In our last blog post we introduced our readers to the concept of wellness tourism and showed what type of health and wellness products are trending in the leisure and hospitality tourism successfully this year. This week we want to have a look at a different type of products that are gaining popularity in this sector in part thanks to wellness tourism and in part due to the global trend of veganism. Assuming you’ve read the title, it won’t surprise you that we’re obviously talking about vegan meat alternatives!
Two weeks ago we had a look at the types of meat alternatives available on the market that would fit well into the leisure market, today we will have a look at the same issue from the perspective of companies looking to sell those alternatives and we will assess the opportunity lying within this sector!
The recent Allied Market Research report found that the global meat substitute market is expected to reach $8.1 billion by 2026, while growing at the rate of 7.8%. While most of that growth will be obviously accounted for by the retail market, we believe that the sales to the leisure and hospitality market will be an important factor in propagating the growth. The same people that shop for vegan meat alternatives on a day to day basis, go on holidays to hotels, holiday parks and resorts and they look for their prefered products in the menus of those venues! Whether it’s ‘meat’ made from tofu, tempeh, textured vegetable protein, seitan, Quorn, or other plant-based sources, let’s see why they’re great products for the leisure and hospitality businesses.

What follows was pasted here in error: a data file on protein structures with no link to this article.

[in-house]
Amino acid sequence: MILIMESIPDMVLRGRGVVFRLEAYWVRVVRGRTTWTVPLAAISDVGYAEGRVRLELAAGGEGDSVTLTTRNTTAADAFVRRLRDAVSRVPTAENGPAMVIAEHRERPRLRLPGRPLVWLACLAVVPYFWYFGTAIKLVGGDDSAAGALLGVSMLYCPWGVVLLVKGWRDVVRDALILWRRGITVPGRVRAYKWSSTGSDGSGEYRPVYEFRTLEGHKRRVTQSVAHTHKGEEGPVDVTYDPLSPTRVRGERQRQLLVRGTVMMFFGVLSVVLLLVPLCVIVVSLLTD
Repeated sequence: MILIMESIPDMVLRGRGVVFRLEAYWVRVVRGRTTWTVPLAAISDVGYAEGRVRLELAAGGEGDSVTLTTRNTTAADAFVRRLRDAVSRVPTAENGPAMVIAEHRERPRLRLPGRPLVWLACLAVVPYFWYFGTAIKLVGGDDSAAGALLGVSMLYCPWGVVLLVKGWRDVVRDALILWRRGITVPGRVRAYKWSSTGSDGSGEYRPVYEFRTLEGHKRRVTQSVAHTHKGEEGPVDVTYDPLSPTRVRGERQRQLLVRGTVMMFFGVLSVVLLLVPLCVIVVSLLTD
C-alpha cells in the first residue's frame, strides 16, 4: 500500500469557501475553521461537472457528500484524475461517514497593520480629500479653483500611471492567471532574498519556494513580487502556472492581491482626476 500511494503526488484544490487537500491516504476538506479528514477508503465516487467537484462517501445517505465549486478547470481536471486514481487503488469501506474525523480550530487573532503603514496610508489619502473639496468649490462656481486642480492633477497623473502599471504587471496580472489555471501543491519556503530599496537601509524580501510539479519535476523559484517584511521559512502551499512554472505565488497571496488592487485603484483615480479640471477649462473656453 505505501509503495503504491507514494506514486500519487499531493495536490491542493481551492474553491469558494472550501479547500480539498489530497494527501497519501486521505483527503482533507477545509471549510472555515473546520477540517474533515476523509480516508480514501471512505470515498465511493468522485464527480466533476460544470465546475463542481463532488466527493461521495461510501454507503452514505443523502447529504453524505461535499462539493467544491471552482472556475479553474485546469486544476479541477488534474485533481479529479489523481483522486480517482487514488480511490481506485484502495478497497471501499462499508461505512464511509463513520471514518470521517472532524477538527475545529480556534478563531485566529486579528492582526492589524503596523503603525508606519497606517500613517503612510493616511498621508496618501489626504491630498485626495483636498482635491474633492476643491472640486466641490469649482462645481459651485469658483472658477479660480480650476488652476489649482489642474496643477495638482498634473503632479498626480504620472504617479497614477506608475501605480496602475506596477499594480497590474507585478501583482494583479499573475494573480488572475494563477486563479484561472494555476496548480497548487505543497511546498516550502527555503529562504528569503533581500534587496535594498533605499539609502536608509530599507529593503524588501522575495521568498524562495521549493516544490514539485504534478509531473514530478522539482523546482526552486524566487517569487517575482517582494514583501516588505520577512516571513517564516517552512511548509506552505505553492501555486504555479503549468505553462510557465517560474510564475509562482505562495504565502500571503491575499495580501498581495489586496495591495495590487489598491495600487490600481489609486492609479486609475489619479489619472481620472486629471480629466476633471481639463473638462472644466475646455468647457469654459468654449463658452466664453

Growth of veganism
One of the biggest reasons leisure and hospitality businesses should and are looking for meat alternatives is the rise of veganism in the past 5 years. The search interest for the word ‘vegan’ is at an all time high, the word searches increased by 233.33% compared to 2005 and the UK is in the top 3 countries looking for this term. According to FoodNavigator.com, orders of vegan meals grew 388% between 2016 and 2018 and they are now the UK’s fastest growing takeaway choice.
But how do those numbers translate into real people? Well in 2019 there were 600,000 self declared vegans in the UK, which is four times as much as in 2014. An average Briton takes 3 holidays a year and 2 of them are most likely to be in the country, that means 1.2million vegan holidays a year. And that is not counting the people that eat vegan products that are not necessarily vegan…
Diversity of diets
With all the numbers we brought up above it is not a big surprise that more people hear about vegan options and want to diversify their diets without necessarily going vegan. Moreover, according to Waitrose every one in three people is reducing meat consumption, and it is definitely reflected in sales numbers as meat substitute sales in Europe grew by 451% in 5 years to 2018. It is foolish to think that resorts, holiday parks, attractions and other leisure and tourism businesses are not aware of this opportunity in the market.